What are the Differences Between Advising Bank and Issuing Bank?

On this article you can find not only the definition of an advising bank and an issuing bank, but also their differences in a typical letter of credit transaction.


It is significantly different than other payment options in international trade, mainly because of the fact that letter of credit is governed by banks.

As a result it is a vital importance to understand banks, their roles and responsibilities in order to act correctly under a letter of credit transaction.

Advising Bank is the bank that advises the letter of credit to the beneficiary. 

Issuing bank, on the other hand, is the bank that issues a letter of credit at the request of an applicant or on its own behalf.

After making the definitions, we can now proceed to understand the key differences between advising banks and issuing banks.

Differences Between Advising Bank and Issuing Bank
Differences Between Advising Bank and Issuing Bank
What are the differences between issuing banks and advising banks in terms of their roles in letters of credit?
  • Issuing banks draft and issue letters of credit. Advising banks only transmit already issued letters of credit to beneficiaries.
  • Issuing banks select all banks and determines their roles in letters of credit. Advising banks, on the other hand, can only choose whether act as an advising bank to transmit the letter of credit to the beneficiary, or else elect not to act as an advising bank and inform issuing bank so, as soon as possible.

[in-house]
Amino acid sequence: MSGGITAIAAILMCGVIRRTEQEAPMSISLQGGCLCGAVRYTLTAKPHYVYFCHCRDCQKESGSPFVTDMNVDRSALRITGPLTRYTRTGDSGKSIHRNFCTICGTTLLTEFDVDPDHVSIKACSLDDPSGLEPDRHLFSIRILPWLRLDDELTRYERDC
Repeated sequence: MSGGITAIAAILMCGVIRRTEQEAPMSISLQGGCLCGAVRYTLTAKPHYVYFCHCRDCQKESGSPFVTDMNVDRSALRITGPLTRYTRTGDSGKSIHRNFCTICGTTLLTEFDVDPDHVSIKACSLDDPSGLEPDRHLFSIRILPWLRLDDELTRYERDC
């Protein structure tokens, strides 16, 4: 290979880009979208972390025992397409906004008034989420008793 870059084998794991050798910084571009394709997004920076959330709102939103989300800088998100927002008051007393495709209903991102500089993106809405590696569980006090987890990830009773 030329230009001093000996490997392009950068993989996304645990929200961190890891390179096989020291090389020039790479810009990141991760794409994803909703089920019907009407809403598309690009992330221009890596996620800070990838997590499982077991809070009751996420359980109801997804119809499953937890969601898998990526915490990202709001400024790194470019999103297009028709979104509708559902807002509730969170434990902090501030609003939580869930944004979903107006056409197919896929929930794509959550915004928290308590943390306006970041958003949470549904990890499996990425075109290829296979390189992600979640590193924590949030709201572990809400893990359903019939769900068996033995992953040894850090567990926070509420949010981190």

What are the differences between issuing banks and advising banks in terms of their responsibilities in letters of credit?

Payment Responsibility:
  • Issuing banks are irrevocably bound to honour complying presentations. Which means that issuing banks must pay letters of credit amounts to beneficiaries or other banks against complying presentations. For example, an issuing bank must reimburse the confirming bank, which has honoured a complying presentation.
  • Advising banks have no payment responsibilities. Current letters of credit rules signifies this situation by saying "an advising bank that is not a confirming bank advises the credit and any amendment without any undertaking to honour or negotiate".
Document Checking Responsibility:
  • Issuing banks must check documents in order to determine whether or not presentations are complying.
  • Advising banks are not obligated to check documents. Even if they do check documents, they do it against a fee and without assuming any responsibilities on their sides.
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